Now let us enter its contents and watch out!
- Pyongyang Sceneries: #195 Square of Arch of Triumph (Mi 225; Mao Tse-Tong Square/SG N227; Arch of Triumph) and #199 Sungri (Victory) Street (Mi 229; Stalin Street/SG N231; Sungri Street) – These were not listed in the previous two editions, entirely in the first edition but, in the second edition, given a price tag being contained in the set of 5. descriptions are introduced in the present edition without illustrations.
- Tokro-Gang Hydroelectric Power Plant: #216 (Mi 254; Tokro-gang Hydro-power Station/SG N254 Tokro River Dam) – not listed in previous two editions but introduced here under the title of “Jangja-Gang Hydroelectric power Plant” while the description in the stamp design notes “Tokro-Gang.” This stamp is also without illustration.
- Hungnam Chemical Complex: #663 (Mi 694; Bongung Chemical Works in Hamneung/SG N695; Pongung Chemical Works) – One of two “Factory” stamps, it was not described in the previous editions but it was contained in the price as a set. Again, no illustration is available.
- Onpho Rest Home: #738 (Mi 764; Ju-ul/SG N765; Onpo Rest Home) – One of four “Rest Homes” stamps, it was not described in the previous editions but it was contained in the set price. The illustration needs to be added.
- Hyangdo Peak: #917 (Mi 942; Changgun Peak/SG N946; Changgun Peak) – One of four “Mt. Paektu” stamps, it was not described in the previous editions, but it was contained in the set price. The illustration needs to be added.
- Fifth Congress of the Workers’ Party of Korea: #948 (Mi 973/SG MSN 975 – part0 – This is one of ten designs comprising the souvenir sheet but it has not been listed in previous editions, although the other nine designs were as-signed respective numbers #939-947. It is described as “anti-imperialist, anti-US struggle,” and it is still not illustrated.
- Struggle of the Korean Compatriots in Japan: #970 (Mi 996; Korean Compatriot in Japan/SG N995; Solidarity of Koreans in Japan) – This stamp has been omitted in previous editions and is now listed, but without an illustration.
- Conversion of Our Country into the Socialist Industrial State: #998 (Mi –/SG –) – One of 12 stamps in a series with the same name, it is not listed in the first edition at all, but it was included in the set only in the second edition.
- Film, “The Flower Girl”: #1075 (Mi 1101?/SG –) – One of four stamps in the “Cinema Art” series, it was included in the second edition and now is illustrated.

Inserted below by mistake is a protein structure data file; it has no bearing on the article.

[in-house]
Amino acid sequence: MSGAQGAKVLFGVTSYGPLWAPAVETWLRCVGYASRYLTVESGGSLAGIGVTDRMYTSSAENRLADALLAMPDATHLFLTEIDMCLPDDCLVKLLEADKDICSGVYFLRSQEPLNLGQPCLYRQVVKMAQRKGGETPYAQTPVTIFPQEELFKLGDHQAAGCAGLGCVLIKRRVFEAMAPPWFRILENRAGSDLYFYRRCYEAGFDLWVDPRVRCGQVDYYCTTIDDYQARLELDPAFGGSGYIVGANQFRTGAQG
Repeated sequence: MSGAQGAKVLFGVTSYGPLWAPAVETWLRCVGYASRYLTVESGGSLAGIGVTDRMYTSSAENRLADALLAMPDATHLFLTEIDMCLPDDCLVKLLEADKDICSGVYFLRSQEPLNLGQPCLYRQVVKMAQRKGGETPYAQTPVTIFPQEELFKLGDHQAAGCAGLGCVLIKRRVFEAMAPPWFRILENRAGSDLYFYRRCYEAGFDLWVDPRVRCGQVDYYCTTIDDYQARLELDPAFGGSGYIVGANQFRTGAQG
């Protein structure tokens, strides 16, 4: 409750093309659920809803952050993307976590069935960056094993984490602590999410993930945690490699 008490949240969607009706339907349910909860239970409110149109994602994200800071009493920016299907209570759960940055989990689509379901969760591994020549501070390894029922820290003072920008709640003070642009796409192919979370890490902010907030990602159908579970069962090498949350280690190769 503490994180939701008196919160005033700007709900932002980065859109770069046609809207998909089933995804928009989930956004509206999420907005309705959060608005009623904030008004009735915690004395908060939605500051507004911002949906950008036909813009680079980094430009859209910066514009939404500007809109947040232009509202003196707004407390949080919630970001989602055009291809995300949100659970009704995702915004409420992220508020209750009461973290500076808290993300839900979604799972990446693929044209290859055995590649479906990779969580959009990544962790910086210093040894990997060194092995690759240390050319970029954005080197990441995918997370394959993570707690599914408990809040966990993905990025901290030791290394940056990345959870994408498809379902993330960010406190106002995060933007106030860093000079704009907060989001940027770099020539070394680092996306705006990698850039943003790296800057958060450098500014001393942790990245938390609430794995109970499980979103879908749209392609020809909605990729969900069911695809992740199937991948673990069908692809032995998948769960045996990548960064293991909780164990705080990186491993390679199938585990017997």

- KPRA Conducting Landing Operation at Son-bong: #1323 (Mi 1349; Soldiers Attacking/SG N1362; Revolutionary Army Landing at Ung-Gi (Son-Bong)) – Has not been listed separately, but it is included in the price list as part of a set of five designs. It is not illustrated.
- Meeting of the Great Leader, President Kim Il-Sung with He Guofeng of China: #1695-1698 (Mi A-C1714; Visit of President Kim Il Sung to People’s Republic of China/SG –) – A set of three stamps and one souvenir sheet of common design which have been entirely omitted so far. Gibbons failed to list these, too. Michel listed only the three stamps but omitted the souvenir sheet.
- Monument to the Triumphal Return to the Country: #1939 (Mi 1965; Monument to the Triumphal Return/SG N1946; Monument Marking Kim Jong Suk’s Return) – Not listed previously, there is no illustration and no reference to Kim Jong-Suk, mother of Kim Jong-Il.
- Official Goodwill Visit of the Great Leader President Kim Il-Sung to Eastern European Countries: #2487-2488 (Mi block 195-196 (2614-2620); State Visit of President Kim Il-Sung to Socialistic Countries/SG N2463-2469; Kim Il-Sung’s Visit to Eastern Europe) – A set of two sheetlets that have not been recorded at all—no numbers, no description, and no illustration, but fully introduced in this edition with illustrations.
- International Stamp Exhibition, “Philatelia ‘87”: #2754-2758 (Mi 2884-2888; 750th Anniversary of Berlin and International Stamp Exhibition PHILATELIA ’87, Cologne/SG N2734-2737, MSN 2738; ditto) – Introduced for the first time with full illustrations.
With these introductions, the blank space is reduced to Prof. Kim Bong-Han and Kyongrak Theory related two series of 11 stamps and a souvenir sheet, as well as “Unissued” 20 stamps with the following numbers:
- #532-534 (Mi 563-565; Kim Bong Han/SG N559-561; Kyongrak Biological System.